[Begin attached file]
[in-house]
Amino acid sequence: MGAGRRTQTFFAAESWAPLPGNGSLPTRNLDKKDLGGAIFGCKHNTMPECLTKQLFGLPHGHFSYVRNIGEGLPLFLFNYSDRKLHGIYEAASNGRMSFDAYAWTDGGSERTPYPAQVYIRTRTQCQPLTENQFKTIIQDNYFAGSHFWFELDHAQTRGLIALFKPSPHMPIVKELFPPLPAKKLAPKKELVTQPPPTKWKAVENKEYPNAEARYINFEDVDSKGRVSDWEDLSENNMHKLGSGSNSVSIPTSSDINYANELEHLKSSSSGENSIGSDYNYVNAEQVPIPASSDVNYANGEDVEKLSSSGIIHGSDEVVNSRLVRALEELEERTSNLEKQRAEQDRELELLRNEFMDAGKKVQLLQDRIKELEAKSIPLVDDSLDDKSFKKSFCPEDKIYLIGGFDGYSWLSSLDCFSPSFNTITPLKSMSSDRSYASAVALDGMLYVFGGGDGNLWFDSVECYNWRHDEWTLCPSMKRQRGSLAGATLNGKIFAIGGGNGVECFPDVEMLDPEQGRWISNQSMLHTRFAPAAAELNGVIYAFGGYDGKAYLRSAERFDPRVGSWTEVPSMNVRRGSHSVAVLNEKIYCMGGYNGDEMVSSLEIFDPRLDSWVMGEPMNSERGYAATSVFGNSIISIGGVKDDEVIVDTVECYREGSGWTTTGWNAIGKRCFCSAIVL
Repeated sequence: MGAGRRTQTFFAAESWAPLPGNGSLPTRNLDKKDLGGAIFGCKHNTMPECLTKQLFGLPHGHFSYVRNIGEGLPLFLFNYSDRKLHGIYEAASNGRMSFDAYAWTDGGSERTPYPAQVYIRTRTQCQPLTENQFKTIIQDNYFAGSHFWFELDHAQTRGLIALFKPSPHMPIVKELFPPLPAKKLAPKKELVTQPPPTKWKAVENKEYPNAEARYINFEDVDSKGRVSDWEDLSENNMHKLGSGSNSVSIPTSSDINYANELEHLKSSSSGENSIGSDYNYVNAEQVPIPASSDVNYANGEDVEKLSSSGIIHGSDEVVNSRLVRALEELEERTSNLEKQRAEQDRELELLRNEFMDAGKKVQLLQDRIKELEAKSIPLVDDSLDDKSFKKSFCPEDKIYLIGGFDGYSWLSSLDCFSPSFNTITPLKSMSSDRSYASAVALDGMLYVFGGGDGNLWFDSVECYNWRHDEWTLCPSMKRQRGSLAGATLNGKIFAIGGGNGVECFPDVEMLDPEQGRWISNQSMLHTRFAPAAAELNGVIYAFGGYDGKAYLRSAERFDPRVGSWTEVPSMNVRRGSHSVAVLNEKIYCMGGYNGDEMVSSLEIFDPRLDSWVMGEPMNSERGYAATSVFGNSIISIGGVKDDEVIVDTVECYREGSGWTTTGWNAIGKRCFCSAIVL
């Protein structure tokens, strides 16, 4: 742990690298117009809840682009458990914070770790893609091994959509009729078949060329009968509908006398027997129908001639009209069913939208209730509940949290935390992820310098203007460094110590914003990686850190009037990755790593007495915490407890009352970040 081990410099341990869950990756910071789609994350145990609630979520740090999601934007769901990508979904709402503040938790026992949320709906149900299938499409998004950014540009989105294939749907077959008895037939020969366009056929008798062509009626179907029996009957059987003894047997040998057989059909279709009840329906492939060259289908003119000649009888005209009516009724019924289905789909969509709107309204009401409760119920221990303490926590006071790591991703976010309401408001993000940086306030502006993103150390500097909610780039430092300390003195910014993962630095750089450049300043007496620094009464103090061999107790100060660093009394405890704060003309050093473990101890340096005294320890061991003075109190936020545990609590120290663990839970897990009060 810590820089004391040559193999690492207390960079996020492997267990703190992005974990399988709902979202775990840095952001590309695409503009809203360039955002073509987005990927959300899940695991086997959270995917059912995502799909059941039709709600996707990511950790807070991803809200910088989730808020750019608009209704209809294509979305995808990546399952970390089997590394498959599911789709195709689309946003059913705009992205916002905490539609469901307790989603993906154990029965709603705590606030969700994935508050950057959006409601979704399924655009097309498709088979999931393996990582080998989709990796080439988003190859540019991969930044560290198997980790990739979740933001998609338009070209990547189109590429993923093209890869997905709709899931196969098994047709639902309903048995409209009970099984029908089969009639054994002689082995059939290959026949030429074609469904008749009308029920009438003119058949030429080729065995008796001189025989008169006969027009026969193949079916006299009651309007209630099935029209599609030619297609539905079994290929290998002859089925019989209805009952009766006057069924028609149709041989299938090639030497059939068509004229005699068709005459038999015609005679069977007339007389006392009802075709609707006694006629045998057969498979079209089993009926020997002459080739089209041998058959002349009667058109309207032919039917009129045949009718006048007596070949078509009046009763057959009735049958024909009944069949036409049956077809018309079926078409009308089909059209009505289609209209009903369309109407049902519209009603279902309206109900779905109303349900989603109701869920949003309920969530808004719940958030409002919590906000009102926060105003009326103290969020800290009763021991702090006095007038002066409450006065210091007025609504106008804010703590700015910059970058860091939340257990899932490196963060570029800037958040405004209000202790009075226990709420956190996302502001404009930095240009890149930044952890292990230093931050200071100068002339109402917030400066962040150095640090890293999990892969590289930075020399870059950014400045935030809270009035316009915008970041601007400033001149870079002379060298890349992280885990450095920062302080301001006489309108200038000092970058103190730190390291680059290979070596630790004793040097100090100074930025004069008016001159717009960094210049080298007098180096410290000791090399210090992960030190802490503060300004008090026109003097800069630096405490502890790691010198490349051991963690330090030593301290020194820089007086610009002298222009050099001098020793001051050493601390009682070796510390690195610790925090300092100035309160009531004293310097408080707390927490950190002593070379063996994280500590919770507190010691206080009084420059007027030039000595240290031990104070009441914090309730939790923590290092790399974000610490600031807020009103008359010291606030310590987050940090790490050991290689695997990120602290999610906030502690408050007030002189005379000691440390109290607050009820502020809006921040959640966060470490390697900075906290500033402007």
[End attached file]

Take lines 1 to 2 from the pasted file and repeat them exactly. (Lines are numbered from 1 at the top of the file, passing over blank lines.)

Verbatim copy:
[in-house]
Amino acid sequence: MGAGRRTQTFFAAESWAPLPGNGSLPTRNLDKKDLGGAIFGCKHNTMPECLTKQLFGLPHGHFSYVRNIGEGLPLFLFNYSDRKLHGIYEAASNGRMSFDAYAWTDGGSERTPYPAQVYIRTRTQCQPLTENQFKTIIQDNYFAGSHFWFELDHAQTRGLIALFKPSPHMPIVKELFPPLPAKKLAPKKELVTQPPPTKWKAVENKEYPNAEARYINFEDVDSKGRVSDWEDLSENNMHKLGSGSNSVSIPTSSDINYANELEHLKSSSSGENSIGSDYNYVNAEQVPIPASSDVNYANGEDVEKLSSSGIIHGSDEVVNSRLVRALEELEERTSNLEKQRAEQDRELELLRNEFMDAGKKVQLLQDRIKELEAKSIPLVDDSLDDKSFKKSFCPEDKIYLIGGFDGYSWLSSLDCFSPSFNTITPLKSMSSDRSYASAVALDGMLYVFGGGDGNLWFDSVECYNWRHDEWTLCPSMKRQRGSLAGATLNGKIFAIGGGNGVECFPDVEMLDPEQGRWISNQSMLHTRFAPAAAELNGVIYAFGGYDGKAYLRSAERFDPRVGSWTEVPSMNVRRGSHSVAVLNEKIYCMGGYNGDEMVSSLEIFDPRLDSWVMGEPMNSERGYAATSVFGNSIISIGGVKDDEVIVDTVECYREGSGWTTTGWNAIGKRCFCSAIVL